37 List of Treaties signed by Foreign Powers for the Suppression of the Slave Trade, and of Laws issued for the Punishment of Slave Dealings, and for the Abolition of Slavery in their respective Dominions, UKNA FO 541 33; Freamon, Possessed by the Right Hand, 395.

38 Ismael M. Montana, The Abolition of Slavery in Ottoman Tunisia (Florida: University Press of Florida, 2013), 84–114; Freamon, Possessed by the Right Hand, 407. See also, Montana in this issue.

39 Freamon, Possessed by the Right Hand, 397.

40 Freamon, Possessed by the Right Hand, 397–400. If Seyyid Ali sought Zanzibar to be likened to Egypt then he succeeded, at least with regards to the opinion of the Anti-Slavery Society, who wrote that: “The step taken by the Sultan of Zanzibar would appear to place the question of Slavery very much in the position of that which it now holds in Egypt under the enlightened rule of H.H. the Khedive […]” “Zanzibar,” Anti-Slavery Reporter, August 1890, 141–85 (142).

41 No. 252, Euan-Smith to Salisbury, June 20, 1890, Zanzibar, UKNA FO 84/2062.

42 No. 84 Salisbury to Euan-Smith, July 27 (telegram), 1890, UKNA FO 84/2067.

43 Christine Stephanie Nicholls, The Swahili Coast: Politics, Diplomacy and Trade on the East African Littoral, 1798–1856 (London: Allen and Unwin, 1971), 29; Jan Knappert, “A Short History of Zanzibar,” Annales Aequatoria 13 (1992): 15–37 (17); Fahad Ahmad Bishara, A Sea of Debt (Cambridge: Cambridge University Press, 2017), 78–79. In 1873, British sailor, Captain Colomb, noted that “There is in Zanzibar no distinction between ‘slave’ and ‘servant,’… the same word is used for both.” It is unclear if Colomb was referring to Swahili or Arabic, but does at least suggest that language around slavery could be easily manipulated. Captain Philip Howard Colomb, Slave-Catching in the Indian Ocean: A Record of Naval Experiences (London: Longmans Green and Co., 1873), 368.

44 Frederick Cooper, Plantation Slavery on the East Coast of Africa (New Haven: Yale University Press, 1977), 243.

45 The English translation of the will used this particular phrase, “town slaves.” No. 56, Euan-Smith to Lord Salisbury, Zanzibar, April 7, 1888, FO 84/1906, UKNA.

46 Laura Fair, Pastimes and Politics: Culture, Community, and Identity in Post-Abolition Urban Zanzibar, 1890–1945, Eastern African Studies (Athens; Oxford: Ohio University Press; J. Currey, 2001), 117.

47 Stockreiter, Islamic Law, Gender, and Social Change, 27–28.

48 The Jurisdiction of the Sultan of Zanzibar and the Subjects of Foreign Nations, trans. by Katrin Bromber (Würzburg: Ergon, 2001). The author of this text is unknown; as is the date of writing, although it is likely to be c.1890.

49 Stockreiter, Islamic Law, Gender, and Social Change, 31–34.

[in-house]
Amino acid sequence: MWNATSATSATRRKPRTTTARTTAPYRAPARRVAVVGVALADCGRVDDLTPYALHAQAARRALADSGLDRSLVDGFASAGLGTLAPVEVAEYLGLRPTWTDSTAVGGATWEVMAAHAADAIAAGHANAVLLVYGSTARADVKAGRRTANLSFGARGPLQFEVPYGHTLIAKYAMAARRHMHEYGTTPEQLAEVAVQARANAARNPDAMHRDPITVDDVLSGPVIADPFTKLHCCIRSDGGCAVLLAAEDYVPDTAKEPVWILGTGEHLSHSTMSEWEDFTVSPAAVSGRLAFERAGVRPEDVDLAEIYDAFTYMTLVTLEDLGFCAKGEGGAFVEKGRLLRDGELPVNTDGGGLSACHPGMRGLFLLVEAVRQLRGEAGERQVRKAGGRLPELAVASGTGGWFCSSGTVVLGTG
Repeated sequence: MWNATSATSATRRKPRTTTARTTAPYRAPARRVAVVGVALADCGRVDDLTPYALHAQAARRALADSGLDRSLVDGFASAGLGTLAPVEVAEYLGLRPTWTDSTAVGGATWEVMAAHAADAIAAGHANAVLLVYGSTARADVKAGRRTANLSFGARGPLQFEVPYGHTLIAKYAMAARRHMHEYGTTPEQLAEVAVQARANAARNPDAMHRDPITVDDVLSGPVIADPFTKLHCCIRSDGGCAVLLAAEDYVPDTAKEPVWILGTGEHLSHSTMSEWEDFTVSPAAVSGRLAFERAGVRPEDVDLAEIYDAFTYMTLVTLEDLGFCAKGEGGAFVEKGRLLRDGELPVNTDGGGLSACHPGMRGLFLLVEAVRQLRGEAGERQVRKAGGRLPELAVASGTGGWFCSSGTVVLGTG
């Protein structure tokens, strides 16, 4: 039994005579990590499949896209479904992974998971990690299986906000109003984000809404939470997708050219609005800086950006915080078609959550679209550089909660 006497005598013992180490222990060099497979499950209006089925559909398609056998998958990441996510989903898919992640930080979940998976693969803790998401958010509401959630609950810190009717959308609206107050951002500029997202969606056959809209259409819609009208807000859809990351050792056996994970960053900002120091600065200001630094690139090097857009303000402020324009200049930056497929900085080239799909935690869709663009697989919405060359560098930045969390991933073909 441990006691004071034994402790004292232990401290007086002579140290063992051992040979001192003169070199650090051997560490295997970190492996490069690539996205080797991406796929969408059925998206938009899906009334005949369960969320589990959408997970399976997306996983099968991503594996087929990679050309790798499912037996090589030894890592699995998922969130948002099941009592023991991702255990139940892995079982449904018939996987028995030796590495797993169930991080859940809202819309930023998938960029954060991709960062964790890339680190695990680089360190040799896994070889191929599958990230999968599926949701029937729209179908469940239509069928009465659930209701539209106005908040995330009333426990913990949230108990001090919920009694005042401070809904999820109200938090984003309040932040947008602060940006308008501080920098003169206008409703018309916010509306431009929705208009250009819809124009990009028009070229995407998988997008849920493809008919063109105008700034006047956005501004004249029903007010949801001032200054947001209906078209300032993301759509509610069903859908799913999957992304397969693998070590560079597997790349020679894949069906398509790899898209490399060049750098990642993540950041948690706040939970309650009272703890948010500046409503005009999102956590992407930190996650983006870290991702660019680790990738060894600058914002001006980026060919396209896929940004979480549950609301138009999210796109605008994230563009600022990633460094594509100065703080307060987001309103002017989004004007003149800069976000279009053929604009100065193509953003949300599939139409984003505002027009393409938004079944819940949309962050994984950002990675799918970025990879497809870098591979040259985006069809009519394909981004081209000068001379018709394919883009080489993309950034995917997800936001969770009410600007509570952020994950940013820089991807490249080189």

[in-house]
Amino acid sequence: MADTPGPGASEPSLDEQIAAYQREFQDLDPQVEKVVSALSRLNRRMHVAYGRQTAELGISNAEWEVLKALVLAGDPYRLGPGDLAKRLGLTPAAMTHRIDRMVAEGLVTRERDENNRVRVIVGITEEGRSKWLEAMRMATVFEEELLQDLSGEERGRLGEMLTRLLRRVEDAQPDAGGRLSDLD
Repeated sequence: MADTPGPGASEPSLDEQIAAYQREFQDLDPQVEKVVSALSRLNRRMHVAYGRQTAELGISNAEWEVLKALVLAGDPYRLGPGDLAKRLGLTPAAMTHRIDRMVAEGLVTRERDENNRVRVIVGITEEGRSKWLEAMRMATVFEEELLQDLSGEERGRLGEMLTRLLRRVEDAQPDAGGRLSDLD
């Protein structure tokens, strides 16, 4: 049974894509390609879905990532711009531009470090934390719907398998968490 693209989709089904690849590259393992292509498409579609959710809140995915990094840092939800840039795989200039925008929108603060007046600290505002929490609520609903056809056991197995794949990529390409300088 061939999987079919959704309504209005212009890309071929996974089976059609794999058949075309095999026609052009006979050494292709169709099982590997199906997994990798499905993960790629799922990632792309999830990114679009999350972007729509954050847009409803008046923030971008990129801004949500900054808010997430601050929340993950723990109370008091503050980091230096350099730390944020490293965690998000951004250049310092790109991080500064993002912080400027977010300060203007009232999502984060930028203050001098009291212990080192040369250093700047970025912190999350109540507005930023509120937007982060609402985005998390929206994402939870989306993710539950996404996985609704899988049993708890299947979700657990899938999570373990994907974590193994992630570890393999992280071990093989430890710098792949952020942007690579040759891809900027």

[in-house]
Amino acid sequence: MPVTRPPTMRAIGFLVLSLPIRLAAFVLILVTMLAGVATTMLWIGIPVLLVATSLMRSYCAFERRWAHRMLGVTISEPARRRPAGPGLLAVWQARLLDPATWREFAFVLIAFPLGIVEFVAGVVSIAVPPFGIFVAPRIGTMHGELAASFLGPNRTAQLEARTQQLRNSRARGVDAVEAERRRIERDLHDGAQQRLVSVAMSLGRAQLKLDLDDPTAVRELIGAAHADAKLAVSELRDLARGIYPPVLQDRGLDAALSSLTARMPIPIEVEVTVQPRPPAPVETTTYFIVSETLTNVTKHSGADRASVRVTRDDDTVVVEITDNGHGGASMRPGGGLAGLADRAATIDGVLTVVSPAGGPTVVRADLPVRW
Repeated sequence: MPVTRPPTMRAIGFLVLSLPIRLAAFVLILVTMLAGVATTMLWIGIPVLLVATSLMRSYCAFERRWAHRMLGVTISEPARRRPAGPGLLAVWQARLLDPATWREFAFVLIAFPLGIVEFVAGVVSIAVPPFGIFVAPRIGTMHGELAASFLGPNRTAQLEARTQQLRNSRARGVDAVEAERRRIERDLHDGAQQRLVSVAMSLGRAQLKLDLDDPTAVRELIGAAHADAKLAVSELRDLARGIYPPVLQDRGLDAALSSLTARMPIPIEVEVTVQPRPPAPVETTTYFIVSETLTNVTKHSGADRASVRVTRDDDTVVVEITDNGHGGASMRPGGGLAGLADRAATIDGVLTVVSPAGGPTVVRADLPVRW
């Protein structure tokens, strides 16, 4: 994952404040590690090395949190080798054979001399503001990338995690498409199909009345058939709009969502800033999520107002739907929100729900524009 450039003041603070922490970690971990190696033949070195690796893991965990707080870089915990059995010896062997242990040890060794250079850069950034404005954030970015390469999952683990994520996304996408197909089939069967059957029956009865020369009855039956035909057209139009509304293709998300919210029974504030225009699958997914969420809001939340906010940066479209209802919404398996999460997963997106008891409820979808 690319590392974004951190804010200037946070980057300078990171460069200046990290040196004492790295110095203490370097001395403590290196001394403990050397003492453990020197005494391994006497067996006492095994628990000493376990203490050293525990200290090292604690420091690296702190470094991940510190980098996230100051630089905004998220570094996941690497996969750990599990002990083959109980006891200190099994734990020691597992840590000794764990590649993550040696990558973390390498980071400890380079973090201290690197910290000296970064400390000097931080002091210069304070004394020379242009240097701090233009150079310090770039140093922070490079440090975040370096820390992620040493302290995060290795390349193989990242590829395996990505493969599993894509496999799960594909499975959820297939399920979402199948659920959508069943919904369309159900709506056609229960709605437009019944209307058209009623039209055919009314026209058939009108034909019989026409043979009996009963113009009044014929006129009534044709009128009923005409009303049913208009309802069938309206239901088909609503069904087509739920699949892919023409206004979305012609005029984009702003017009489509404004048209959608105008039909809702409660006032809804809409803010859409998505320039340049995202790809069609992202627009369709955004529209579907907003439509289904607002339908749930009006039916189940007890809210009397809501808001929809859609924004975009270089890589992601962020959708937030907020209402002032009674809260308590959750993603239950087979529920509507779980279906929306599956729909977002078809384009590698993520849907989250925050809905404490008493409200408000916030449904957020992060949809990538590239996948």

50 Stockreiter, Islamic Law, Gender, and Social Change, 2–3.

51 Part XII of Bromber.

52 Stockreiter, Islamic Law, Gender, and Social Change, 2.

53 Increasingly, former slaves converted to Islam and used the court to fight for socioeconomic mobility. The kadhis did not make it easy for them as they “started to use ethnicity as distinguishing marker to protect their elitist status in the C20.” Stockreiter, Islamic Law, Gender, and Social Change, 10–11.

54 For an account of the 1890 decree and its impact in Pemba, see McMahon, Slavery and Emancipation in Islamic East Africa, 77.

55 Stockreiter, Islamic Law, Gender, and Social Change, 10–11, 27.

56 Stockreiter, Islamic Law, Gender, and Social Change, 6.

57 Stockreiter, Islamic Law, Gender, and Social Change, 10–11, 21; McMahon is similarly skeptical that the kadhis facilitated the litigation of the enslaved: Elisabeth McMahon, “Trafficking and Reenslavement: The Social Vulnerability of Women and Children in Nineteenth-Century East Africa,” in Trafficking in Slavery's Wake: Law and the Experience of Women and Children in Africa, eds. Benjamin N. Lawrance and Richard L. Roberts (Athens: Ohio University Press, 2012), 29–41 (36).

58 “Slavery in Zanzibar,” Anti-Slavery Reporter, March 1892, 119.

59 No. 424, Zanzibar, November 1, 1890, UKNA FO 84/2065.

60 The White Fathers’ astonishment was palpable: “Hypocrite! Ici encore sous le pavillon britannique, mailgré tous les traités et toutes les lois, l'esclavagisme est donc tout puissant et se pratique au grand jour sous forme de bonne œuvre!” September 24, 1892, Pères Blancs, GAMAfr, Diaires, Caravanes, Zanzibar, 1888–1904, 171. Some days later, on September 28, they visited the children, who appeared to be enjoying the advantages of living in the palace, which they were allowed to enter in and out of freely. With thanks to Benedetta Rossi for this reference.

61 Yacine Daddi Addoun, “Slavery and Abolition in Ibadi Theology: The Thought, the Un-Thought, the Unthinkable,” in Ibadi Theology. Rereading Sources and Scholarly Works, ed. by Ersilia Francesca (Hildesheim: Georg Olms Verlag, 2015); Yacine Daddi Addoun, “‘So That God Frees the Former Masters from Hell Fire’: Salvation Through ManuMission in Ottoman Algeria,” in Crossing Memories, eds. Paul E. Lovejoy, Mariana P. Candido and Ana Lucia Araujo, The Harriet Tubman Series on the African Diaspora (New Jersey: AFRICA WORLD PRESS, 2011), 297.

62 No. 317, Euan-Smith to Salisbury, Zanzibar, August 1, 1890, UKNA FO 84/2063; FO 800/894.

63 Ibid.

64 No. 317, Euan-Smith to Salisbury, Zanzibar, August 1, 1890, UKNA FO 84/2063; FO 800/894.

65 Inclosure 2, the Sultan of Zanzibar to Colonel Euan-Smith, Zanzibar, August 1, 1890, No. 317, Euan-Smith to Salisbury, Zanzibar, August 1, 1890, UKNA FO 84/2063; FO 800/894.

66 No. 332, Euan-Smith to Salisbury, Zanzibar, August 14, 1890, UKNA FO 84/2063; No. 220 August 14 (telegram), 1890, Zanzibar, UKNA FO 84/2069.